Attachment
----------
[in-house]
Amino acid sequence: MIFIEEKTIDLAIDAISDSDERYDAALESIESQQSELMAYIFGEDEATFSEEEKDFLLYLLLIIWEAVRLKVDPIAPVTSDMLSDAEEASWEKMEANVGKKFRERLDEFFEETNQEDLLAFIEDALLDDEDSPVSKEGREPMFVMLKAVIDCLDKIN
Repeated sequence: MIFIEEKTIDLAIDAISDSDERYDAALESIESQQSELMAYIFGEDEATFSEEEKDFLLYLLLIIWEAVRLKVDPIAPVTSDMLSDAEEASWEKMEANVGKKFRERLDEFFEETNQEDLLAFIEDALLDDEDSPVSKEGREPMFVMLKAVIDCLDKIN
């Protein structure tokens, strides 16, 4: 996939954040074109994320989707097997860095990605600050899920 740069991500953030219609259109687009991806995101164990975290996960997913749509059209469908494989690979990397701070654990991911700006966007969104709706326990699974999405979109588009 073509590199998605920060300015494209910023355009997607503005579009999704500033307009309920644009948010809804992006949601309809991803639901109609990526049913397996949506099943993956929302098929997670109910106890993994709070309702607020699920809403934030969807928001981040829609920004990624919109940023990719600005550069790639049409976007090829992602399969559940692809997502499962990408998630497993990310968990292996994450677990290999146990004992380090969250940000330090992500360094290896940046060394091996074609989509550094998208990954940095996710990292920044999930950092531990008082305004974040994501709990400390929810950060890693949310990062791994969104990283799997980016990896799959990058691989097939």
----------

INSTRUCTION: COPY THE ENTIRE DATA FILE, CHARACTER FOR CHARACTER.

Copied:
[in-house]
Amino acid sequence: MIFIEEKTIDLAIDAISDSDERYDAALESIESQQSELMAYIFGEDEATFSEEEKDFLLYLLLIIWEAVRLKVDPIAPVTSDMLSDAEEASWEKMEANVGKKFRERLDEFFEETNQEDLLAFIEDALLDDEDSPVSKEGREPMFVMLKAVIDCLDKIN
Repeated sequence: MIFIEEKTIDLAIDAISDSDERYDAALESIESQQSELMAYIFGEDEATFSEEEKDFLLYLLLIIWEAVRLKVDPIAPVTSDMLSDAEEASWEKMEANVGKKFRERLDEFFEETNQEDLLAFIEDALLDDEDSPVSKEGREPMFVMLKAVIDCLDKIN
């Protein structure tokens, strides 16, 4: 996939954040074109994320989707097997860095990605600050899920 740069991500953030219609259109687009991806995101164990975290996960997913749509059209469908494989690979990397701070654990991911700006966007969104709706326990699974999405979109588009 073509590199998605920060300015494209910023355009997607503005579009999704500033307009309920644009948010809804992006949601309809991803639901109609990526049913397996949506099943993956929302098929997670109910106890993994709070309702607020699920809403934030969807928001981040829609920004990624919109940023990719600005550069790639049409976007090829992602399969559940692809997502499962990408998630497993990310968990292996994450677990290999146990004992380090969250940000330090992500360094290896940046060394091996074609989509550094998208990954940095996710990292920044999930950092531990008082305004974040994501709990400390929810950060890693949310990062791994969104990283799997980016990896799959990058691989097939």